London Freeland is a hunter. Nothing is more thrilling to her than stalking her prey around the track before running it down before the finish line.
Dunbar Coach Marvin Parker wants her to be the hunted. He tells his standout sophomore in practice to quit her taste for the chase and get hungry for the clock. You can’t run a really fast time when you’re plodding along behind someone else, waiting for them to make their move.
Freeland did both Wednesday at the D.C. Interscholastic Athletic championships. She had to pace herself—the 16-year-old was the rangiest athlete at the meet, doing everything from the 55-meter dash to the 1,000—and wound up hanging four medals around her neck at Prince George’s Sports & Learning Complex in Landover.
“She’s learning,” Parker smiled. “That’s the beauty of it. She does everything you ask her in practice and she doesn’t complain. What else can you say?”
What can anybody say or do to topple mighty Dunbar? Behind Freeland and Dennisha Frazier—the senior won the high and triple jumps and was second in the long jump—the Crimson Tide rolled to their seventh straight indoor title, one for every year Parker has been head coach.
Eventual runner-up McKinley Tech looked at the meet’s halfway point like it might’ve found a chink in the armor—junior Johvonna Mayo delivered a 35-point blow by winning the hurdles, long jump and 55 meters and placing fourth in the 300—but Dunbar had burst to a 50-point victory by the end. Wilson was third.
The boys from Dunbar claimed their fourth title in the past five years over hard-charging Theodore Roosevelt and H.D. Woodson.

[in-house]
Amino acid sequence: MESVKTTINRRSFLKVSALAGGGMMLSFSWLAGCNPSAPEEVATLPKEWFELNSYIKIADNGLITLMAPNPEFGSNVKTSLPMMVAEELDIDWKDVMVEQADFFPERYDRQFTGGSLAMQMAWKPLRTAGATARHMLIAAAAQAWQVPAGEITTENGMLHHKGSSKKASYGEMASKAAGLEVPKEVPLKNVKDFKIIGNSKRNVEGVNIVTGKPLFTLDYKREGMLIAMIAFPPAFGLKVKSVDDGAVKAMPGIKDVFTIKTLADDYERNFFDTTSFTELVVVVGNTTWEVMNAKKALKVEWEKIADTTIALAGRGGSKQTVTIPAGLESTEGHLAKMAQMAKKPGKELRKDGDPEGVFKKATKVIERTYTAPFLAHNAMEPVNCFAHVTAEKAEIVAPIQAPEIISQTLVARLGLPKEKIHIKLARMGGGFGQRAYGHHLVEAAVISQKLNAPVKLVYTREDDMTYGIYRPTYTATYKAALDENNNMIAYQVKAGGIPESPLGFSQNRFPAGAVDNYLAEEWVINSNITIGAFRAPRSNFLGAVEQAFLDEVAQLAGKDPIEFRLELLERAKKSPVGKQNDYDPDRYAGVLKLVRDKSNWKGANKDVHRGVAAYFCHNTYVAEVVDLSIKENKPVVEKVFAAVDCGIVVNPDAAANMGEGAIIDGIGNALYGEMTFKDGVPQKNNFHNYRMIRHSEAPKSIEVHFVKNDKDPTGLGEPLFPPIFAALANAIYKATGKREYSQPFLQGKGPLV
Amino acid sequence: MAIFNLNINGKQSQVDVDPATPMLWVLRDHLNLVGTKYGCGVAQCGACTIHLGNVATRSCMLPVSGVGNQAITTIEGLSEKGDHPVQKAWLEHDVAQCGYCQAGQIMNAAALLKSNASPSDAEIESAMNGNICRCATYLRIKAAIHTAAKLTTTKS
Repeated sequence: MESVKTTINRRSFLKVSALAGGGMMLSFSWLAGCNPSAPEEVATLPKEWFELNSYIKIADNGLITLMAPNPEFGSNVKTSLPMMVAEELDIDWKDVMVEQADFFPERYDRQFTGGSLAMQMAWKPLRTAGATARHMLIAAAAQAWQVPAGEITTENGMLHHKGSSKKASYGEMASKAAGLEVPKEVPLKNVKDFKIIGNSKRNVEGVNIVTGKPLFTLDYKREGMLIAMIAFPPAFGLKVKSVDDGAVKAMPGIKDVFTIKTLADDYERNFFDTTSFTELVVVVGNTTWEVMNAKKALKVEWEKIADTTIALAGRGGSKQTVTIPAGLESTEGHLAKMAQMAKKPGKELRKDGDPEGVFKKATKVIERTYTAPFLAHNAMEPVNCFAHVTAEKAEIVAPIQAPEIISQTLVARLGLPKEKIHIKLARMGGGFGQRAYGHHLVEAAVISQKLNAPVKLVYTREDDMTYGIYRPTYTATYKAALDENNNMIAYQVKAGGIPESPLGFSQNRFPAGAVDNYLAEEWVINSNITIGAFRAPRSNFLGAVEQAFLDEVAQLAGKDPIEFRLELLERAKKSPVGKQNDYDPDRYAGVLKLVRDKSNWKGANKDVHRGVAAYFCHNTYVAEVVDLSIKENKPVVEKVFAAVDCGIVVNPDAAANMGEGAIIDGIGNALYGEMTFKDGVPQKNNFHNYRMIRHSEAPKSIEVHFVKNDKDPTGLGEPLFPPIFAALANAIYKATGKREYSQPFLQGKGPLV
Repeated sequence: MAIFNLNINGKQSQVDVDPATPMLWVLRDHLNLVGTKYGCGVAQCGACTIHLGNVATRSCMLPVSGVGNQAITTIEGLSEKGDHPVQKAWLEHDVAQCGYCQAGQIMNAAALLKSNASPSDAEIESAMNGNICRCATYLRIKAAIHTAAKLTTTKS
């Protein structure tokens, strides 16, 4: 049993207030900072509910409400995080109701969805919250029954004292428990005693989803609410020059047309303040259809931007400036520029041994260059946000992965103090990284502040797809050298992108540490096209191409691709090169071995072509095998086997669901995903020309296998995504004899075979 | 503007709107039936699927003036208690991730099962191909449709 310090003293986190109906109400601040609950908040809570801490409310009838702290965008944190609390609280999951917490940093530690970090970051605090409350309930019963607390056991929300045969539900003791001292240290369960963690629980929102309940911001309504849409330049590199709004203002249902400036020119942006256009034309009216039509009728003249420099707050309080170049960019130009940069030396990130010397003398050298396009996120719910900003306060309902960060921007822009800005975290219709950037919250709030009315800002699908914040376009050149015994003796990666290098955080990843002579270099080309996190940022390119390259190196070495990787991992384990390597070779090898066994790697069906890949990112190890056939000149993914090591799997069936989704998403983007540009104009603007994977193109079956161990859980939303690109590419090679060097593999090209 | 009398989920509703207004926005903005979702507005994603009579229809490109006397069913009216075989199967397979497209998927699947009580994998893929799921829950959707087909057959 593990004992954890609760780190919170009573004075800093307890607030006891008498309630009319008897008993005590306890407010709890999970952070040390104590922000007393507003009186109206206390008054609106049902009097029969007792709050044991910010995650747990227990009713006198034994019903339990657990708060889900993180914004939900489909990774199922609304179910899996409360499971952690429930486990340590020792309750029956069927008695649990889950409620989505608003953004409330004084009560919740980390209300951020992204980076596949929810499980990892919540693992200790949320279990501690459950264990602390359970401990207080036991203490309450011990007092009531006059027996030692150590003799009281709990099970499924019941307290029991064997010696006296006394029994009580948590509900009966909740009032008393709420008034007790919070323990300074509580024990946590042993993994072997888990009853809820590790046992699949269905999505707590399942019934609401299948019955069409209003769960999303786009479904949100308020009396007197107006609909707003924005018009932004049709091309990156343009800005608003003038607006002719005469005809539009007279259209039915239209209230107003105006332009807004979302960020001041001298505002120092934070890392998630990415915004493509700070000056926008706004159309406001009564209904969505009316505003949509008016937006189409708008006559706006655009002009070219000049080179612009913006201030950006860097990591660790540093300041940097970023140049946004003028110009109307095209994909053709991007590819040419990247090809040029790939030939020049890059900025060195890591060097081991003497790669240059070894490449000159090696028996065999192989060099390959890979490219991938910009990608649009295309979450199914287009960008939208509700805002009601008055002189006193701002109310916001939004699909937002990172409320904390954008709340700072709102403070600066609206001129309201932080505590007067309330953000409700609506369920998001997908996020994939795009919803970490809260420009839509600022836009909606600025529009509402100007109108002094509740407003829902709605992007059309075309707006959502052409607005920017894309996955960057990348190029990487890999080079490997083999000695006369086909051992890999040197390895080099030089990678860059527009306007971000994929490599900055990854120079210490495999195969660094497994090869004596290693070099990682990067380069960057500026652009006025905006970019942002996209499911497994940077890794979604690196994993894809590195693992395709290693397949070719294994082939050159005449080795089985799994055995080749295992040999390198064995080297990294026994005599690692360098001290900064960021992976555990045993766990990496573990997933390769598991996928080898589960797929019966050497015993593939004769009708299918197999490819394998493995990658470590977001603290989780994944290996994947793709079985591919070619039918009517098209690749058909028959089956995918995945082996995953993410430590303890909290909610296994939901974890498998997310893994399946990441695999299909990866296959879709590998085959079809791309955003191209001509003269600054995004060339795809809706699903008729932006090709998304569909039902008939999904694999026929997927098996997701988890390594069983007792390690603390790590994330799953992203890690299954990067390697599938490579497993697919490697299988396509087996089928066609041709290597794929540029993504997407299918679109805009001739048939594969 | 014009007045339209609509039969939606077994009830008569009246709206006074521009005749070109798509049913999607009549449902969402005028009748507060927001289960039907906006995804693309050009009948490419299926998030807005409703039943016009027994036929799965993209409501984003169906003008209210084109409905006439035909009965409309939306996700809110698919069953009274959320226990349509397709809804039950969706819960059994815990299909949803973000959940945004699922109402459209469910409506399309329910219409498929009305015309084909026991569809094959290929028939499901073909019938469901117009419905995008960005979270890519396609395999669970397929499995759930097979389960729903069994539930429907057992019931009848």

Freeland defended her 500 meters title, jumping on the field early and stretching her lead before crossing in 1 minute 22.70 seconds. In the 1,000 that immediately followed, she sat behind Wilson’s Margaret Kellogg for almost the entire race before exploding by her on the final lap. Freeland won in 3:24.14.
Freeland was also runner-up in the 55 and the 300.
Michael Smith helped key Dunbar’s championship. The junior won the triple jump and the hurdles before contributing on the Crimson Tide’s 4x400 relay team that won big over Wilson in 3:34.98.
Wilson senior Simon Gigli cleaned up in the distance events. He breezed to a 22-second victory in the 3,200 (10:16.99) after handling the field in the 1,600 (4:37.91).
Theodore Roosevelt senior Deonte Miller was probably the meet’s most valuable male performer. The 6-foot-3 basketball convert won the 300 over teammate Blair Crutchfield. He captured the 500 and the 1,000 at the line over teammate Abdur-Rahmaan Kelly.